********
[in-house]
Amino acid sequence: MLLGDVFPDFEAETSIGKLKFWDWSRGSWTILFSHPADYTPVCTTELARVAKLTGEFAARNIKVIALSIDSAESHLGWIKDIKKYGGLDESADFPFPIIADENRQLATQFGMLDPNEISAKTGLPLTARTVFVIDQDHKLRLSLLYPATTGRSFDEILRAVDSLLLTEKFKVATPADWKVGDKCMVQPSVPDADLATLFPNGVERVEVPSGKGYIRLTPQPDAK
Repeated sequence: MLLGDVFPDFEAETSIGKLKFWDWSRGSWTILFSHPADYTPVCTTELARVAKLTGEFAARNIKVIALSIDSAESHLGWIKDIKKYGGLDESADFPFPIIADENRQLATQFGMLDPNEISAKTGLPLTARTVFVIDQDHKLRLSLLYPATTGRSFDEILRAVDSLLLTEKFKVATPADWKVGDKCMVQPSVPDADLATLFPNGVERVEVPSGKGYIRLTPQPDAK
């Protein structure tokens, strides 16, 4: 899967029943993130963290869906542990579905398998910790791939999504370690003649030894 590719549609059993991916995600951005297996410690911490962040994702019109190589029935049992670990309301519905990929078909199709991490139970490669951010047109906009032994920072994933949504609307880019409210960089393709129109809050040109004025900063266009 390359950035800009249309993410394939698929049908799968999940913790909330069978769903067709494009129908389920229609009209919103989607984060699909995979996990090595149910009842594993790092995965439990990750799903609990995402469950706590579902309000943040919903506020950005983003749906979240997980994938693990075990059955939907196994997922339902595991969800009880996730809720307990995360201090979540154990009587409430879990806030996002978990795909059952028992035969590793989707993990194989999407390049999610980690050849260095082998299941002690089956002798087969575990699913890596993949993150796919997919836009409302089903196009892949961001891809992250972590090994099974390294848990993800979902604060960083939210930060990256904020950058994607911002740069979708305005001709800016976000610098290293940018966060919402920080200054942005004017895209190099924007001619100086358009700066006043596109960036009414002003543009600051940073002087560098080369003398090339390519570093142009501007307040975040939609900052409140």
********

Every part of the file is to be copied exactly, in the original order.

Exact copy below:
[in-house]
Amino acid sequence: MLLGDVFPDFEAETSIGKLKFWDWSRGSWTILFSHPADYTPVCTTELARVAKLTGEFAARNIKVIALSIDSAESHLGWIKDIKKYGGLDESADFPFPIIADENRQLATQFGMLDPNEISAKTGLPLTARTVFVIDQDHKLRLSLLYPATTGRSFDEILRAVDSLLLTEKFKVATPADWKVGDKCMVQPSVPDADLATLFPNGVERVEVPSGKGYIRLTPQPDAK
Repeated sequence: MLLGDVFPDFEAETSIGKLKFWDWSRGSWTILFSHPADYTPVCTTELARVAKLTGEFAARNIKVIALSIDSAESHLGWIKDIKKYGGLDESADFPFPIIADENRQLATQFGMLDPNEISAKTGLPLTARTVFVIDQDHKLRLSLLYPATTGRSFDEILRAVDSLLLTEKFKVATPADWKVGDKCMVQPSVPDADLATLFPNGVERVEVPSGKGYIRLTPQPDAK
């Protein structure tokens, strides 16, 4: 899967029943993130963290869906542990579905398998910790791939999504370690003649030894 590719549609059993991916995600951005297996410690911490962040994702019109190589029935049992670990309301519905990929078909199709991490139970490669951010047109906009032994920072994933949504609307880019409210960089393709129109809050040109004025900063266009 390359950035800009249309993410394939698929049908799968999940913790909330069978769903067709494009129908389920229609009209919103989607984060699909995979996990090595149910009842594993790092995965439990990750799903609990995402469950706590579902309000943040919903506020950005983003749906979240997980994938693990075990059955939907196994997922339902595991969800009880996730809720307990995360201090979540154990009587409430879990806030996002978990795909059952028992035969590793989707993990194989999407390049999610980690050849260095082998299941002690089956002798087969575990699913890596993949993150796919997919836009409302089903196009892949961001891809992250972590090994099974390294848990993800979902604060960083939210930060990256904020950058994607911002740069979708305005001709800016976000610098290293940018966060919402920080200054942005004017895209190099924007001619100086358009700066006043596109960036009414002003543009600051940073002087560098080369003398090339390519570093142009501007307040975040939609900052409140």